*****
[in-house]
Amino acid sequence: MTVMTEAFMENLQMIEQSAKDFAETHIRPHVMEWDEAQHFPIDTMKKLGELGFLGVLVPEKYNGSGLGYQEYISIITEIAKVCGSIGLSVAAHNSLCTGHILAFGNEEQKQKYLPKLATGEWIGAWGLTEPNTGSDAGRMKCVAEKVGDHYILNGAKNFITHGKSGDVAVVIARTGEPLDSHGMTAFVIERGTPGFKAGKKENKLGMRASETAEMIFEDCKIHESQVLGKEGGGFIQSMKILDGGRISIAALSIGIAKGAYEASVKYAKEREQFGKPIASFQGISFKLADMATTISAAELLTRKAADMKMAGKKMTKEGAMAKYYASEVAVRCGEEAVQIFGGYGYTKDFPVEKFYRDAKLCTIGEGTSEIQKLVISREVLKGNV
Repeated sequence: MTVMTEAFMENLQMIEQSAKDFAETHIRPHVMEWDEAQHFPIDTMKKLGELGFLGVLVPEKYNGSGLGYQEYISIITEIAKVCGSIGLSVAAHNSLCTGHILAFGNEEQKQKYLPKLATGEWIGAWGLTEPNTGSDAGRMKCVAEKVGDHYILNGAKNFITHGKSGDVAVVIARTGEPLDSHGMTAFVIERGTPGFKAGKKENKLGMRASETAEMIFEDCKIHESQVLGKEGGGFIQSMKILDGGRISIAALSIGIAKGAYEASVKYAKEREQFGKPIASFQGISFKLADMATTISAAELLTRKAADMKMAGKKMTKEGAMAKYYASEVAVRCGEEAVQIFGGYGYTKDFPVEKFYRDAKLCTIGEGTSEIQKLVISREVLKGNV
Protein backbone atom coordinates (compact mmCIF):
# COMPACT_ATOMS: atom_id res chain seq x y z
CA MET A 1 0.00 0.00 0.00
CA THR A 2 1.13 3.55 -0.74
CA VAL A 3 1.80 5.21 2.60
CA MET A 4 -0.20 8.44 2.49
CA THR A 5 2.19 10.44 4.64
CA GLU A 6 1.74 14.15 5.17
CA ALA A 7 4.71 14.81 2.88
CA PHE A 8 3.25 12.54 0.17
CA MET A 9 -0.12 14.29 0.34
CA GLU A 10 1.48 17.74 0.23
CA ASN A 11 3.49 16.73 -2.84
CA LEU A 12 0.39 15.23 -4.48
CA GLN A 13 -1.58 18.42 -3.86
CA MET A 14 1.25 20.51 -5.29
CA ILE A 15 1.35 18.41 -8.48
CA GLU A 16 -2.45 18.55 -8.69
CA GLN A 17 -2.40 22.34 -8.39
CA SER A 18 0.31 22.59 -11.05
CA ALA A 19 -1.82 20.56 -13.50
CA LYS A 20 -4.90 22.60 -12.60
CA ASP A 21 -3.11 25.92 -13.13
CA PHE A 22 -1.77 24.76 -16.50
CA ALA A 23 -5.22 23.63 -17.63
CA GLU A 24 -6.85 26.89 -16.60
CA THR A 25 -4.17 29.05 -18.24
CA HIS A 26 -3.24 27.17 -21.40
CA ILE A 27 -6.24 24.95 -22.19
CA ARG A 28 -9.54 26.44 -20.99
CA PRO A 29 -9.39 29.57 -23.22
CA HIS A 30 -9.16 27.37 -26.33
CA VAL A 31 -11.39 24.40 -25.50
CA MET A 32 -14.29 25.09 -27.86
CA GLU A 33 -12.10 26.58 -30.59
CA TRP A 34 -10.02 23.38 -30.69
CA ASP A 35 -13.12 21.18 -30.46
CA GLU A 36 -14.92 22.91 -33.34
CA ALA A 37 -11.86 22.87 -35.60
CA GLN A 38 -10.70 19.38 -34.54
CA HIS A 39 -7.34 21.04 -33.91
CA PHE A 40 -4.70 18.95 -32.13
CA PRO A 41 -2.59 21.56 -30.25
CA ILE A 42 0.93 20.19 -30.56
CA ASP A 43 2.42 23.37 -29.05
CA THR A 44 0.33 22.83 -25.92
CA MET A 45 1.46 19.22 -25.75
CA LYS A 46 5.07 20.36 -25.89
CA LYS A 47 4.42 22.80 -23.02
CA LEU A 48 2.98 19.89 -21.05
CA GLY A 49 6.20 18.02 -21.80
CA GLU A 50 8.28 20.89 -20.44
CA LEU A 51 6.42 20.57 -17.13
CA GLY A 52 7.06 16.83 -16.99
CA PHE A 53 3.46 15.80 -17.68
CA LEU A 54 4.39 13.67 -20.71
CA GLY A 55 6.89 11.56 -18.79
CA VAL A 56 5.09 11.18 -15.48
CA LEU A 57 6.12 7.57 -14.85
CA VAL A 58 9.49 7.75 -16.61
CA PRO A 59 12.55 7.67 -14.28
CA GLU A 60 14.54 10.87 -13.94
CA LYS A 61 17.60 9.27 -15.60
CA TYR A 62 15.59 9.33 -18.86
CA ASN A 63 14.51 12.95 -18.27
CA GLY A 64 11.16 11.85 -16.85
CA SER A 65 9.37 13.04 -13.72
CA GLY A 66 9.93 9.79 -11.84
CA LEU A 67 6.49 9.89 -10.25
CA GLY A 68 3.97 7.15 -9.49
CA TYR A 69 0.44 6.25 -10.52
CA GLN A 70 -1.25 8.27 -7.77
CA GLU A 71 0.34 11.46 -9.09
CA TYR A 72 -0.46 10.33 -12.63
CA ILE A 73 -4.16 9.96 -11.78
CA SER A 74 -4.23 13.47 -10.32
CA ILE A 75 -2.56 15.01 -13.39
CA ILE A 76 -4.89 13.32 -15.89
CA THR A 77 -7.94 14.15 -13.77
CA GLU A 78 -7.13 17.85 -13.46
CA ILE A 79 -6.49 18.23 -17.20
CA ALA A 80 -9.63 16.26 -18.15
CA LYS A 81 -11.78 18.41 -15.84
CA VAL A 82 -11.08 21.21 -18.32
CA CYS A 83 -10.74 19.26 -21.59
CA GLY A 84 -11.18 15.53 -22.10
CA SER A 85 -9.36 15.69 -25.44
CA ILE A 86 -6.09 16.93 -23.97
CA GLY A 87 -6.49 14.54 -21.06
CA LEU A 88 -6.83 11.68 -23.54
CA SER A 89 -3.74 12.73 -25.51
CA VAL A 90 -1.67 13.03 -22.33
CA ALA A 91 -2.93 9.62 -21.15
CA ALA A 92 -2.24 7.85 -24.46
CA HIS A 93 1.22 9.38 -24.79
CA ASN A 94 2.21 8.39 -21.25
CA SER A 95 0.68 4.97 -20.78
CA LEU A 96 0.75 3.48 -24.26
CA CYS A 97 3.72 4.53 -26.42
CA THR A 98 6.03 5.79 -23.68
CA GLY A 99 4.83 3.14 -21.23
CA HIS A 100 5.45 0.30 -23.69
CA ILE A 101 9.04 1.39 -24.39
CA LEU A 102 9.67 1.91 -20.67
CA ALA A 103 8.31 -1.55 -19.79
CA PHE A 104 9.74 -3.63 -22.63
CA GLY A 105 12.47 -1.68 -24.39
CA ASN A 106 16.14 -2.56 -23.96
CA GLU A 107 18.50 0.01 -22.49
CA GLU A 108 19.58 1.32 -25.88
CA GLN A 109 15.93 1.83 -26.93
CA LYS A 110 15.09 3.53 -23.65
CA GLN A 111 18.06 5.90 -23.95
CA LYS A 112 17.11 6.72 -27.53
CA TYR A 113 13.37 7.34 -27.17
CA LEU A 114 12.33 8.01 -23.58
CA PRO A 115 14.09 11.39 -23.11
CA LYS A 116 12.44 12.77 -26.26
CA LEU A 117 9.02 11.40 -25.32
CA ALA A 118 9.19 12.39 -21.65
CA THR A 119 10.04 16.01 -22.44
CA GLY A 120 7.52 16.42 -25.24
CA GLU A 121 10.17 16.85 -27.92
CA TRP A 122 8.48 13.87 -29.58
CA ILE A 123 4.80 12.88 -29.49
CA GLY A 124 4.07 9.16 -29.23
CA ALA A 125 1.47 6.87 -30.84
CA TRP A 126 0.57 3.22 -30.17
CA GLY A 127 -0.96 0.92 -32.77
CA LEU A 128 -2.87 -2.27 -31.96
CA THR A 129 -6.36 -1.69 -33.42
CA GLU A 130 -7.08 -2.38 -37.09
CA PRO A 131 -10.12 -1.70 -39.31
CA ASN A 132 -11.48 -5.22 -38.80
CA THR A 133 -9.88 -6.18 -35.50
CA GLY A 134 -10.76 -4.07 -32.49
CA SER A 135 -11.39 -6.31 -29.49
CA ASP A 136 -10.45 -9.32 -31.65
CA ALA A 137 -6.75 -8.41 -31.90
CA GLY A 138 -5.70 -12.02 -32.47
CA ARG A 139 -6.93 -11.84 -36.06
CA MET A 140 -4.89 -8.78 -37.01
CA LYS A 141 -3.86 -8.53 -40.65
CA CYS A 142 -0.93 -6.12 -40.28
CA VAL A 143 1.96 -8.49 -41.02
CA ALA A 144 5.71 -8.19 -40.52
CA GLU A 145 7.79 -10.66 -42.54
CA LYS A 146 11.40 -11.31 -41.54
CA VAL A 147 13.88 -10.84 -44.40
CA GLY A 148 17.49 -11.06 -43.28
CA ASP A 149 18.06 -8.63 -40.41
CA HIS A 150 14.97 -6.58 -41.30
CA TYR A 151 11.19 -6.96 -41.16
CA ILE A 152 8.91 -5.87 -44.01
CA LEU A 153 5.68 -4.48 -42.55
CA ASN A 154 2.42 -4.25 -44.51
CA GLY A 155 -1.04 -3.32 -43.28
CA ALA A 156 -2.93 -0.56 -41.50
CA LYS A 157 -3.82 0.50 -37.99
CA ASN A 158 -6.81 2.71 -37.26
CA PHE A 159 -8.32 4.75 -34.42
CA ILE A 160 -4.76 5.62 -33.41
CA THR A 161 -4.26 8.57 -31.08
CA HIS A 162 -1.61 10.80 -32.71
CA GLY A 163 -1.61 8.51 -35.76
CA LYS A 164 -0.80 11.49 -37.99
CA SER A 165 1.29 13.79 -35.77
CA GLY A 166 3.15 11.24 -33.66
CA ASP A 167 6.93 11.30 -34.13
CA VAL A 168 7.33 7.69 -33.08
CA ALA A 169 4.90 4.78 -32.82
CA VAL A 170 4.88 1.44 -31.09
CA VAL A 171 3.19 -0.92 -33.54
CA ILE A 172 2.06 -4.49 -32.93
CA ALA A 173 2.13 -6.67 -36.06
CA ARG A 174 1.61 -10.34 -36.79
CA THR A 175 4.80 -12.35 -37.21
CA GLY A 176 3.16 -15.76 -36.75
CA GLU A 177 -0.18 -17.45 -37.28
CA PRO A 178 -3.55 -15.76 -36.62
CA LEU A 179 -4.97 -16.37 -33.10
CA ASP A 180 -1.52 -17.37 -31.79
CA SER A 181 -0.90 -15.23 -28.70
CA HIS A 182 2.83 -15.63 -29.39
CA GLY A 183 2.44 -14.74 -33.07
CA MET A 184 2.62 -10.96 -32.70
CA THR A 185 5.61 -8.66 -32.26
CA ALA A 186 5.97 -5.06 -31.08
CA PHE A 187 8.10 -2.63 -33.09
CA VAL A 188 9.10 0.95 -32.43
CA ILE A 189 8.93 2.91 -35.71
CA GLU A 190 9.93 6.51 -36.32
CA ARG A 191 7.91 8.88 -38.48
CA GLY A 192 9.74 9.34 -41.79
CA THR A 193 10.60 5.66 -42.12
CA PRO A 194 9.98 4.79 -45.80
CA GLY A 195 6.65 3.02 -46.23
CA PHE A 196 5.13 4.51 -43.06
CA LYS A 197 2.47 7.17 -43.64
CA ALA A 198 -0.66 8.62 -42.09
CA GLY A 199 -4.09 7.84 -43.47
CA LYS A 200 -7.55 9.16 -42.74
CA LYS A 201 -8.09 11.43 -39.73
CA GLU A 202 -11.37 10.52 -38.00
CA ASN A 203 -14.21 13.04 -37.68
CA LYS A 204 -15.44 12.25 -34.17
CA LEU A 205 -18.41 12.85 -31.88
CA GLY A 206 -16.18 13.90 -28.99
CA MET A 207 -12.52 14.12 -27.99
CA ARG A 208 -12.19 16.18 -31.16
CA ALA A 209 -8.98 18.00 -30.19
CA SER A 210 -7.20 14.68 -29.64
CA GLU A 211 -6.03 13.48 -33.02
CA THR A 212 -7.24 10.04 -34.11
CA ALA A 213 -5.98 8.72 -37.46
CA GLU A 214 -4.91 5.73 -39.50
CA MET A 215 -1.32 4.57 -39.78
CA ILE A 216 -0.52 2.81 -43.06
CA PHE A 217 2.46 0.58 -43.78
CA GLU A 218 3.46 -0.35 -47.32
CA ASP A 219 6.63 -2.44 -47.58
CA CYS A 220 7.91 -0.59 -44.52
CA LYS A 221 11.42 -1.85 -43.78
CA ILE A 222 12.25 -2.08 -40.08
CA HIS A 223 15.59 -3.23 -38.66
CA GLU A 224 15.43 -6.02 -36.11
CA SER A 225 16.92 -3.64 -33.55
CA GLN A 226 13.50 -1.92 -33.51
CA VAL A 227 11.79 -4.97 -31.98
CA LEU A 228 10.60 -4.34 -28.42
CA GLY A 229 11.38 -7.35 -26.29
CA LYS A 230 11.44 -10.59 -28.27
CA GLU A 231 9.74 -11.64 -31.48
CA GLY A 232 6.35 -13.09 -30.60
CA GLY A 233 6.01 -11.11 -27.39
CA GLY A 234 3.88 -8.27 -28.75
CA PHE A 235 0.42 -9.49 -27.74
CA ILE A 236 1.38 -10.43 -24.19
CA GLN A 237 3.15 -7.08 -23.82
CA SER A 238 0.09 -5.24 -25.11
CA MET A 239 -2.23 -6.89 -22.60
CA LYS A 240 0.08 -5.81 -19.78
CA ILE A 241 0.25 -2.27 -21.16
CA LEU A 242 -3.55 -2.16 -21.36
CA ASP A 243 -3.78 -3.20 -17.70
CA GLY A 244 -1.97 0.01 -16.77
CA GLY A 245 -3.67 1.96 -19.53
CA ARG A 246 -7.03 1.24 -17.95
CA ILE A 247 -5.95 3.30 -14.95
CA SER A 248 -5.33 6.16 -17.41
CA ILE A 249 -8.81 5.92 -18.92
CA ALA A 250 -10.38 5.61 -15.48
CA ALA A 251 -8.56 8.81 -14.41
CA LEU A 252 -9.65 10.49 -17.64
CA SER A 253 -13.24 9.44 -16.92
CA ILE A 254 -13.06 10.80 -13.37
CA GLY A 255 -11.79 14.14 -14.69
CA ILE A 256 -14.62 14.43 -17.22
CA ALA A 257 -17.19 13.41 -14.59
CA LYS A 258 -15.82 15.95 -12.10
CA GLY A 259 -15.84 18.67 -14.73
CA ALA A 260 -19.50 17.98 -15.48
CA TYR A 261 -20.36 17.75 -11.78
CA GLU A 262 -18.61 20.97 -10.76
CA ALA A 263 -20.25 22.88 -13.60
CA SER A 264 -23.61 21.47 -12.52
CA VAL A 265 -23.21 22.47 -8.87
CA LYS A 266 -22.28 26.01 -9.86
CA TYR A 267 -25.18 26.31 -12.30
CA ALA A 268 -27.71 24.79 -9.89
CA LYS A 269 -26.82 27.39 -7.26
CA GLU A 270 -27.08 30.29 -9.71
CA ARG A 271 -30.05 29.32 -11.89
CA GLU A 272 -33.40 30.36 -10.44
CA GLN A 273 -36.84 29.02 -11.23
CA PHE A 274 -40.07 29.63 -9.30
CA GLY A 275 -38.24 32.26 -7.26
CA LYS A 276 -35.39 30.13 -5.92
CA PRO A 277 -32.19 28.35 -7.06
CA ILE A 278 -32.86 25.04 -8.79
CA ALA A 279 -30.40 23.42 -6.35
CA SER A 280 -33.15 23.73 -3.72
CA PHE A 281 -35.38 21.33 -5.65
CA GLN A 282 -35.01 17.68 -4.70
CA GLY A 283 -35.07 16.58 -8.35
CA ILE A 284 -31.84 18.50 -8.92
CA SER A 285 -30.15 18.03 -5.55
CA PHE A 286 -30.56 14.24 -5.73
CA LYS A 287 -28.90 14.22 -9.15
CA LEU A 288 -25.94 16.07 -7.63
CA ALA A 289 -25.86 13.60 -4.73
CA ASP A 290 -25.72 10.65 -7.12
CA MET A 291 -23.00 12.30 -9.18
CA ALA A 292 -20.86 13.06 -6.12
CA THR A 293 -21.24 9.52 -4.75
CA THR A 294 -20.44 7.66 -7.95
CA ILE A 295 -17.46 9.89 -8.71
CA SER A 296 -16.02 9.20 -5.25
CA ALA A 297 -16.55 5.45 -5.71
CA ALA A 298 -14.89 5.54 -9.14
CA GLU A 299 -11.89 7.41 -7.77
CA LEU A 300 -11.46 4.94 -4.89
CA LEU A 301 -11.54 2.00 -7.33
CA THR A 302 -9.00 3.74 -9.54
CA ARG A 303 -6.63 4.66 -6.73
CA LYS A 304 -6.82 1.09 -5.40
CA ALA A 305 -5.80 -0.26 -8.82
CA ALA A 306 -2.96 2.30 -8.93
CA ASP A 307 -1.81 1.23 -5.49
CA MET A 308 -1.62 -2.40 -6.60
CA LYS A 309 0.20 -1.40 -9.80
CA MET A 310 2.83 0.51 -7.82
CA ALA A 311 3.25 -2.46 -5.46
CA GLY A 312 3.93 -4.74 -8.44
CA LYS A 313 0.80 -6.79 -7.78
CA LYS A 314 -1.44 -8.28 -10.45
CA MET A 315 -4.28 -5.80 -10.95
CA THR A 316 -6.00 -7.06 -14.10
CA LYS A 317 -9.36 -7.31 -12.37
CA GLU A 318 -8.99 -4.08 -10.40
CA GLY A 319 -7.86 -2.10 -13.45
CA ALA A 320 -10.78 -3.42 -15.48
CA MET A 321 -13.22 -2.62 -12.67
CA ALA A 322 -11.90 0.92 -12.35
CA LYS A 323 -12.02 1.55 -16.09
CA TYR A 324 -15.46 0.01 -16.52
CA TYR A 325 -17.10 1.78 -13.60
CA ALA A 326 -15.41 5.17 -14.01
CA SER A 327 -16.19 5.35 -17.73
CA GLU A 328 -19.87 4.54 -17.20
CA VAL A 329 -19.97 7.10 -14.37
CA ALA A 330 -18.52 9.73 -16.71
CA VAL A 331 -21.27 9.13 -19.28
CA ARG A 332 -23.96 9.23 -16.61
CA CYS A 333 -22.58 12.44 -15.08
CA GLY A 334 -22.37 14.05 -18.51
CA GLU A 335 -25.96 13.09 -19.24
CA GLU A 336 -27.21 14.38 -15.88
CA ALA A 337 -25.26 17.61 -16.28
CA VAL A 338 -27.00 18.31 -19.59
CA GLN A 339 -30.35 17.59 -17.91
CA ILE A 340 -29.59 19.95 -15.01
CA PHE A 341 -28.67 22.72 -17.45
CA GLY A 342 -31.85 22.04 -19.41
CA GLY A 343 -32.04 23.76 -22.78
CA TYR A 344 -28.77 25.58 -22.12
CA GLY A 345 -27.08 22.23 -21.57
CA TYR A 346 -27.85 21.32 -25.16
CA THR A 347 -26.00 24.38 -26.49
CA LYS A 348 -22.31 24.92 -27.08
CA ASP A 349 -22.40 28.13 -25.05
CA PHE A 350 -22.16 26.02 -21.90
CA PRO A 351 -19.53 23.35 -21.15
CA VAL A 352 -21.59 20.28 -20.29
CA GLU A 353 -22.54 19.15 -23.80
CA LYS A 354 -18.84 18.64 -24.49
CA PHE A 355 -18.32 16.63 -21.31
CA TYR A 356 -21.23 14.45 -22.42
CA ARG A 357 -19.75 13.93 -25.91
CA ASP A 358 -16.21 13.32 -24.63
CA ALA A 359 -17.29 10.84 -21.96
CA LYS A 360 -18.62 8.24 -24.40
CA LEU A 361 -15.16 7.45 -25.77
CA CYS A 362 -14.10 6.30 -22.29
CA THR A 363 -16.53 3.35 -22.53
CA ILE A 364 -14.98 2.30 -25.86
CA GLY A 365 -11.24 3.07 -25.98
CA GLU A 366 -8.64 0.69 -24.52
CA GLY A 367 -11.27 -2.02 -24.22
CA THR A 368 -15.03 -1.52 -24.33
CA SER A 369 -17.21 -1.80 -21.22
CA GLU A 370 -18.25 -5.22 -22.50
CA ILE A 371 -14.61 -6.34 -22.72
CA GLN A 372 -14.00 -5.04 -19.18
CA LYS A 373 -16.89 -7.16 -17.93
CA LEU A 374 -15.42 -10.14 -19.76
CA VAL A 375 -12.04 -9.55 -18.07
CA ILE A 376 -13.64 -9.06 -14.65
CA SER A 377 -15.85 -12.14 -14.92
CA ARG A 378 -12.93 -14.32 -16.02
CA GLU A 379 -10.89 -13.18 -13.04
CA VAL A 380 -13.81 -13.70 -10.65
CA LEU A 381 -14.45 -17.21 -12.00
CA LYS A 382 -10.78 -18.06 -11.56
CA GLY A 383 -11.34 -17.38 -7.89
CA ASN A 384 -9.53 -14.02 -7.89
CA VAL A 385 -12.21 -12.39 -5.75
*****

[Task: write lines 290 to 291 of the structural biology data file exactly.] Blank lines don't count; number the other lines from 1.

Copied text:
CA SER A 285 -30.15 18.03 -5.55
CA PHE A 286 -30.56 14.24 -5.73